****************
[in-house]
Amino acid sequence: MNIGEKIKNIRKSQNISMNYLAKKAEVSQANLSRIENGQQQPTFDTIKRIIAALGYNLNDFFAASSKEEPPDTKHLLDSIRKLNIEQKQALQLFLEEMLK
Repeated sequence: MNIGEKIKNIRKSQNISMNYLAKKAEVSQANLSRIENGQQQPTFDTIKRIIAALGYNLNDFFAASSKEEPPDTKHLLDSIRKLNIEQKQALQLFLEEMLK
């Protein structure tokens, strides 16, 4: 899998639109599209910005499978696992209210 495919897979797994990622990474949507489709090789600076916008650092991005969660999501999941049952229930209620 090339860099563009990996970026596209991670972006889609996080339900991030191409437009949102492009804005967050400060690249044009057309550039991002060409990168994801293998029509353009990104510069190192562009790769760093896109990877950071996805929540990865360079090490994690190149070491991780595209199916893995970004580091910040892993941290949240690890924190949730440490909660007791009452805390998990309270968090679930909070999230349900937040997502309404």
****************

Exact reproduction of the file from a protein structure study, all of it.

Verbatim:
[in-house]
Amino acid sequence: MNIGEKIKNIRKSQNISMNYLAKKAEVSQANLSRIENGQQQPTFDTIKRIIAALGYNLNDFFAASSKEEPPDTKHLLDSIRKLNIEQKQALQLFLEEMLK
Repeated sequence: MNIGEKIKNIRKSQNISMNYLAKKAEVSQANLSRIENGQQQPTFDTIKRIIAALGYNLNDFFAASSKEEPPDTKHLLDSIRKLNIEQKQALQLFLEEMLK
């Protein structure tokens, strides 16, 4: 899998639109599209910005499978696992209210 495919897979797994990622990474949507489709090789600076916008650092991005969660999501999941049952229930209620 090339860099563009990996970026596209991670972006889609996080339900991030191409437009949102492009804005967050400060690249044009057309550039991002060409990168994801293998029509353009990104510069190192562009790769760093896109990877950071996805929540990865360079090490994690190149070491991780595209199916893995970004580091910040892993941290949240690890924190949730440490909660007791009452805390998990309270968090679930909070999230349900937040997502309404």